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Hutchins Roundup: Skilled immigrants, wage-price spirals, and more

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By Elijah Asdourian, James Lee, Lorae Stojanovic, David Wessel

What’s the latest thinking in fiscal and monetary policy? The Hutchins Roundup keeps you informed of the latest research, charts, and speeches. Want to receive the Hutchins Roundup as an email? Sign up here to get it in your inbox every Thursday.

Skilled immigrants drive patent production more than other skilled workers

French firms produced more patents in 2010 than they did in 1995, yet they didn’t increase the size of their patenting teams. Anna Maria Mayda of Georgetown, Gianluca Santoni of CEPII, and Gianluca Orefice of University Paris-Dauphine find that the rise in patenting activity came from an inflow of skilled migrants to France, who increased both specialization and innovation within French firms. As the number of skilled migrants grew, both native French workers and immigrants specialized where they had comparative advantage.  French workers concentrated in language-heavy, “communication-intensive occupations” like management and administration, while foreign workers concentrated in research jobs “requiring technical and quantitative skills,” leading to increasingly specialized patenting teams. The authors thus find that skilled immigrants in France drive “significantly higher” patent production than domestic skilled workers due to the gains from specialization.

Wage acceleration not indicative of wage-price-spirals

Nominal wage accelerations do not necessarily signal a wage-price spiral, defined as an episode where at least three of four successive quarters see both accelerating consumer prices and nominal wages, according to Jorge Alvarez of the International Monetary Fund and co-authors. Since the 1960s, the authors identified 79 episodes across 38 advanced economies where wage-price spirals took place; of these, a minority saw further sustained acceleration in wages and prices. The authors found 22 episodes that exhibited wage-price dynamics similar to those surrounding the COVID-19 pandemic. After four quarters, these episodes were, on average, followed by an increase in wage growth, but not further wage-price spirals. While it is too early to say whether the recovery from the pandemic will play out similarly to previous episodes, nominal wages can accelerate while inflation recedes, as has happened during past episodes.

Benefits to lifelong learning depend on whether job requires hard or soft skills

Wage and employment benefits to lifelong learning—continuing education outside the formal education system and throughout a worker’s career—vary based on the composition of hard and soft skills required for a job, find Tobias Schultheiss and Uschi Backes-Gellner of the University of Zurich. The authors use a machine learning algorithm to classify Swiss job descriptions along a hard- to soft- skill continuum, where hard skills include concrete knowledge, such as knowing how to operate a certain machine, and soft skills include attributes such as leadership ability. Job classifications were then matched to lifelong learning decisions and professional outcomes of respondents to the 2011 and 2016 waves of the Swiss Microcensus of Continuing Education.  In harder-skill occupations, where skills tend to depreciate over time, lifelong learning is primarily a hedge against unemployment risks rather than a boost to wages. In contrast, in softer-skill occupations, lifelong learning instead mostly acts as a boost for promotion and leads to larger wage gains.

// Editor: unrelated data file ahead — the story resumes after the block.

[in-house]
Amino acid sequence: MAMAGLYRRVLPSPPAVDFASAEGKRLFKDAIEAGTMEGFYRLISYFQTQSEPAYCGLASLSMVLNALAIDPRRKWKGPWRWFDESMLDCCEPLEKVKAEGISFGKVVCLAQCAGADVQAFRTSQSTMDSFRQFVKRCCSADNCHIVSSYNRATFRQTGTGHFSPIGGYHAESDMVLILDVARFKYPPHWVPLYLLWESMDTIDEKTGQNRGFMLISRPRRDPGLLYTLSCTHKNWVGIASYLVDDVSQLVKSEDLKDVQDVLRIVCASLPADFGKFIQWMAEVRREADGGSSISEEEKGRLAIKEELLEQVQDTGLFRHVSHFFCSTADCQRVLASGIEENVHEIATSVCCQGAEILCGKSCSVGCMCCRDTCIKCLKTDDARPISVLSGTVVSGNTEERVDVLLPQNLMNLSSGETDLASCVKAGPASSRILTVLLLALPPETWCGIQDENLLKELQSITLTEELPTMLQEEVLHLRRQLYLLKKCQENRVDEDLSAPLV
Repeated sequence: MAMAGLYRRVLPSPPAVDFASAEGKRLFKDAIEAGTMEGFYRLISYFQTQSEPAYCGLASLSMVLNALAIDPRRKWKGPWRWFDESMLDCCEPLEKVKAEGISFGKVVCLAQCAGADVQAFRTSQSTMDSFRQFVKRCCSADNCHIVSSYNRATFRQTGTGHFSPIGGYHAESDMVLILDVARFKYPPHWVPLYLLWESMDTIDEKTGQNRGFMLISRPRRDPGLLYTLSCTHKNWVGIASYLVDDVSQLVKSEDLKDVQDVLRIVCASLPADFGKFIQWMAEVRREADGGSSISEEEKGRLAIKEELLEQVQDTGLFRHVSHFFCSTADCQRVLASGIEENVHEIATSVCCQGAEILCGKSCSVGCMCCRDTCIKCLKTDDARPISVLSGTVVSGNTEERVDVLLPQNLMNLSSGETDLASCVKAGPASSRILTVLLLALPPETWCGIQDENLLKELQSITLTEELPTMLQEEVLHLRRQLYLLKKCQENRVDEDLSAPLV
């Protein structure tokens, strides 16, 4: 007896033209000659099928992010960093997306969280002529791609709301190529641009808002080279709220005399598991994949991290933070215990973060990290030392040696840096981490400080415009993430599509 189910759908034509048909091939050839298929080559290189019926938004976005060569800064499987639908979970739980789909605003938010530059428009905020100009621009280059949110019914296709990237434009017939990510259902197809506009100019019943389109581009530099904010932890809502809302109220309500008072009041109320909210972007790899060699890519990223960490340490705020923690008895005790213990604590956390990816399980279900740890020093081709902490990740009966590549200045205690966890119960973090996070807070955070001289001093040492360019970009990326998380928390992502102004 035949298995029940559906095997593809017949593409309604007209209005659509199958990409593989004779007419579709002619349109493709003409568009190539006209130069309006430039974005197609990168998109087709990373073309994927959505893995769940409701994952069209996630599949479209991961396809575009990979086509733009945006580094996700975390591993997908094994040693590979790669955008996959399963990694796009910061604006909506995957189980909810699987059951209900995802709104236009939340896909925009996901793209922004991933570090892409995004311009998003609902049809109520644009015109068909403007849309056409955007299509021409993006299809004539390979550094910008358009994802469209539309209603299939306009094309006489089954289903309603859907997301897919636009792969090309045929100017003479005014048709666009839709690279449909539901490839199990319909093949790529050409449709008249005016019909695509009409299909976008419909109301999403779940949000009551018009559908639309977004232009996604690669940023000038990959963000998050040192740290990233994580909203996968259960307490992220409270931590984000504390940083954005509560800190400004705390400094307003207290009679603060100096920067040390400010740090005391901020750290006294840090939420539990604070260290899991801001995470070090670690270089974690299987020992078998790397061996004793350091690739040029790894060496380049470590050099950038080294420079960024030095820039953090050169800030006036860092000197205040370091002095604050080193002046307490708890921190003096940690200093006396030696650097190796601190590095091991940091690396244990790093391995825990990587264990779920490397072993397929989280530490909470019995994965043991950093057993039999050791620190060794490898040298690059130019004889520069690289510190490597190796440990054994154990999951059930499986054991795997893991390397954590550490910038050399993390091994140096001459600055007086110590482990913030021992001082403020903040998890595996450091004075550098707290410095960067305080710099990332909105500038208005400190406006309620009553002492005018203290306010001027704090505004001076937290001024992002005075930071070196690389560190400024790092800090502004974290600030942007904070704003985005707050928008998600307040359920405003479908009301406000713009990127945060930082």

Consumer inflation expectations rising once again

 

Line graph showing monthly median observations of one-year and three-year consumer inflation expectations from June 2013 to October 2022. Expectations remained between approximately 2.5% and 4% on both metrics until 2021, when one-year expectations increased to near 7% and three year to over 4%. Since the beginning of 2022, expectations have decreased, but recently reversed course and increased to their current level of 5.9% one-year and 3.1% three-year.

Chart courtesy of Axios Visuals; data from New York Fed’s Survey of Consumer Expectations

Quote of the week:

“[D]espite a lot of hype—you you heard a lot about how decentralized these [cryptocurrency] markets are and how innovative and different—it turns out they’re highly concentrated, highly interconnected, and you’re just seeing a domino effect: Failures from one platform or one firm spilling over elsewhere,” says Lael Brainard, Vice Chair of the Federal Reserve Board of Governors.

“It reinforces this need to make sure that crypto finance—because it is no different than traditional finance in the risks that it exposes investors to—needs to be under the regulatory perimeter. And it’s precisely these issues of interconnectedness, leverage, liquidity that are traditional financial risks, and consumer protection, retail protection—we really need to make sure that that environment has the appropriate regulatory guardrails, whether that means bringing some into compliance with existing rules or in some cases, expanding that regulatory perimeter.”


The Brookings Institution is financed through the support of a diverse array of foundations, corporations, governments, individuals, as well as an endowment. A list of donors can be found in our annual reports published online here. The findings, interpretations, and conclusions in this report are solely those of its author(s) and are not influenced by any donation.

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